Lawmakers override vetoes, including education and transgender sports bills – The Interior Journal


FRANKFORT, Ky. (KT) – Governor Andy Beshear vetoed some two dozen bills passed by the General Assembly in the last two days before their 10-day veto suspension, and when lawmakers are returned on Wednesday, they began voting to strike down the bills, one by one.

Both chambers must approve the waiver, starting with the chamber from which the bill originated but, unlike Congress, where a two-thirds majority in both the House and the Senate is required, a simple majority is all that is required. needed in Frankfurt for the measure to become law.

Among the most publicized Senate bills:
Senate Bill 1, sponsored by Sen. John Schickel, R-Union, would transfer many school governance decisions to local district superintendents, such as curriculum and principal hires, removing them from decision-making boards school-based, which were created by the Kentucky Education Reform Act.

It has been amended to include the provisions of SB 183, sponsored by Senator Max Wise, R-Campbellsville, dealing with civic education, designating a body of historical documents and speeches in the classroom, in response to the national debate on critical race theory.

It passed in the Senate 24-12, a “passing” member, and 65-28 in the House.

Senate Bill 83 is called the Equity in Women’s Sports Act, by its sponsor, Senator Robbie Mills.

The measure would prevent transgender girls and women from playing on sports teams that match their gender identity from sixth grade through college.

Proponents say this would allow girls and women to compete with other biological women.

It would also ask the Kentucky High School Athletics Association to develop regulations requiring schools that participate in interscholastic athletics to nominate all athletic teams, activities, and sports based on the biological sex of students eligible to participate based on their certificate. birth, and prohibiting male students from participating in sports teams, activities and sports designated as “girls”.

Mills said that although the KHSAA already has a rule on the subject, “many believe there are flaws in that rule that could ultimately lead to a high school female athlete competing unfairly against a biological male.”

University of Kentucky swimmer Riley Gaines was on Capitol Hill to watch the vote on the legislation. Gaines is a four-time SEC champion and student-athlete All-American. Gaines also served for two years as captain of the UK team and qualified for the Olympic trials in 2016 and 2021.

She recently tied for fifth with Lia Thomas in the NCAA 200-meter freestyle. Thomas, a fifth-year swimmer at the University of Pennsylvania, won the 500-meter freestyle in March, becoming the first transgender NCAA Division I champion.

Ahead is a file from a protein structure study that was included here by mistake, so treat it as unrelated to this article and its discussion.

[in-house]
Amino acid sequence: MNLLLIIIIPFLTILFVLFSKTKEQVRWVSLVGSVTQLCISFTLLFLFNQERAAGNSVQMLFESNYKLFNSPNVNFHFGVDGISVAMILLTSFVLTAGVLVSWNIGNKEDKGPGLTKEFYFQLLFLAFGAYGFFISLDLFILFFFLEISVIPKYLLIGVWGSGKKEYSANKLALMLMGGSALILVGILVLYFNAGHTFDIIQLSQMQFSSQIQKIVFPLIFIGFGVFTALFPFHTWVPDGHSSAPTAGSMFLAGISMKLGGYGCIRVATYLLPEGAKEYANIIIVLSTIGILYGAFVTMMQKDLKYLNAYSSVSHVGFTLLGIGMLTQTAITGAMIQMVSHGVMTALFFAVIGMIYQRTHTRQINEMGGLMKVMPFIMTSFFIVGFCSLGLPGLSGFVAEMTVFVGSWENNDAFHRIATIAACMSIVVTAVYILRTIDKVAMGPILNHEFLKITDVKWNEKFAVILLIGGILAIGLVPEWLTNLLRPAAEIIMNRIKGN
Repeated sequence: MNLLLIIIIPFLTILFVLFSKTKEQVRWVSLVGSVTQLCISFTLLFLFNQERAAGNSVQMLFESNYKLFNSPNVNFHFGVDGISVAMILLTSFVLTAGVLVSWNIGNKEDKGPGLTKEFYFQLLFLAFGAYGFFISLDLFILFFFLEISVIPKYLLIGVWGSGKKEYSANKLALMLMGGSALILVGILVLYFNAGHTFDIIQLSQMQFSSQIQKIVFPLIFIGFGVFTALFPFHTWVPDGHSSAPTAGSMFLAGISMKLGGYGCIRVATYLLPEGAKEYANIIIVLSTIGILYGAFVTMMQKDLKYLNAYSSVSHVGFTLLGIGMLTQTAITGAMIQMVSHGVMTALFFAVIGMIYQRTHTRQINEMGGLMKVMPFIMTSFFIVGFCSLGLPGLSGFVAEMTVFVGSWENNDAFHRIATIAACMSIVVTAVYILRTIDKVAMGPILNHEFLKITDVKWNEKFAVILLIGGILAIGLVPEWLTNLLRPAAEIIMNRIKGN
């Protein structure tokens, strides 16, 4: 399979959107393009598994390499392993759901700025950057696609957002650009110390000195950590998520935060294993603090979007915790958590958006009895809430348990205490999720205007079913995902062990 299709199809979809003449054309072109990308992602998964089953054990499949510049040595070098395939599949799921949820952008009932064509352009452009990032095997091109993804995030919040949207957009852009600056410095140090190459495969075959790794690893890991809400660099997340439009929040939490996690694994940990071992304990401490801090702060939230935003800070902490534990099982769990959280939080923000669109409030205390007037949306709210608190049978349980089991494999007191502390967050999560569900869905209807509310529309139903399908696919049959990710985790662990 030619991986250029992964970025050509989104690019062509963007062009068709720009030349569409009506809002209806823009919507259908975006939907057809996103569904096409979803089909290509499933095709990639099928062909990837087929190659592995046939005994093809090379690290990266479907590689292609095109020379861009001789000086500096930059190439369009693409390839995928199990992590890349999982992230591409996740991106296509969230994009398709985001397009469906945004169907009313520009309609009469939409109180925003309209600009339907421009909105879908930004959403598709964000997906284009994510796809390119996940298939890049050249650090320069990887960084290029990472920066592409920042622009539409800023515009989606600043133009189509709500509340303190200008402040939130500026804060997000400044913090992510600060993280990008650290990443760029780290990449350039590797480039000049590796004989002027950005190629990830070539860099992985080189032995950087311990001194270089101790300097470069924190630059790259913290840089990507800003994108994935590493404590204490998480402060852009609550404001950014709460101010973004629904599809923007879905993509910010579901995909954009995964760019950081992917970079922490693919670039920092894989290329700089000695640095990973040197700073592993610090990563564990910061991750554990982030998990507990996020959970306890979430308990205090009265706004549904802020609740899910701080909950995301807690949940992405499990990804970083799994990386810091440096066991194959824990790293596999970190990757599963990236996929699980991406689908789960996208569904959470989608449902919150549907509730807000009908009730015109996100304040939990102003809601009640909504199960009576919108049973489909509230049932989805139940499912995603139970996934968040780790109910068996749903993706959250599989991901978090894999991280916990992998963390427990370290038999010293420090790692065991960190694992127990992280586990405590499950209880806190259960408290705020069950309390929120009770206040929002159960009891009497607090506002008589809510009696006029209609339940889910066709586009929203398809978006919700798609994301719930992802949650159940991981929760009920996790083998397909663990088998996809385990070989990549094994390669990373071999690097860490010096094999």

“I know I speak for the majority of female athletes in all NCAA sports when I say biological men shouldn’t compete against women,” Gaines said. “It is crucial for the NCAA to open its eyes and recognize the irrefutable damage done to all that Title IX stands for: fairness, justice and creating opportunities for women to succeed at the level of the elite and in life.”

SB 83 cleared the Senate 29-8 and 72-23 in the House.

In the House, charter school legislation, House Bill 9, sponsored by Rep. Chad McCoy, R-Bardstown, also received successful dispensation votes.

State law currently allows local school boards to serve as authorizers for charter schools, but if they refuse, applicants can appeal to the Kentucky Department of Education, and it continues. The only change for the authorization is that the requestor can ask KDE for technical support on the request, if it is denied. Local councils in districts with less than 7,500 pupils have an absolute right of veto if they do not sign a memorandum of understanding with a candidate.

The Senate voted 22-15 to pass HB 9 the Charter Schools Bill.

Here’s something about two more.

House Bill 7, sponsored by Rep. David Meade, R-Stanford, is a welfare reform bill.

In the Senate, Sen. Morgan McGarvey, D-Louisville, called it a cruel bill. “This bill will hurt Kentucky families. It will hurt the children of Kentucky, the elderly, the handicapped children. This is going to disproportionately affect parts of the Commonwealth that don’t have access to the health care food, child care and aid that Kentuckians depend on.

After clearing the House earlier, the Senate voted to override the veto 28-9.

House Bill 8, sponsored by Rep. Jason Petrie, R-Elkton, would reduce state income tax by 1%, with possible future cuts based on increases in state revenue, and could reach zero.

Senate Majority Leader Damon Thayer, R-Georgetown, called it a landmark bill.

Senate President Robert Stivers, R-Manchester, said: ‘People are moving to states that reduce personal income tax. These are the states you see growing.

He added that this could mean between $500 and $1,000 a year in income tax savings.

It passed the House earlier and was approved by the Senate, 28 to 8, with a “pass” vote.


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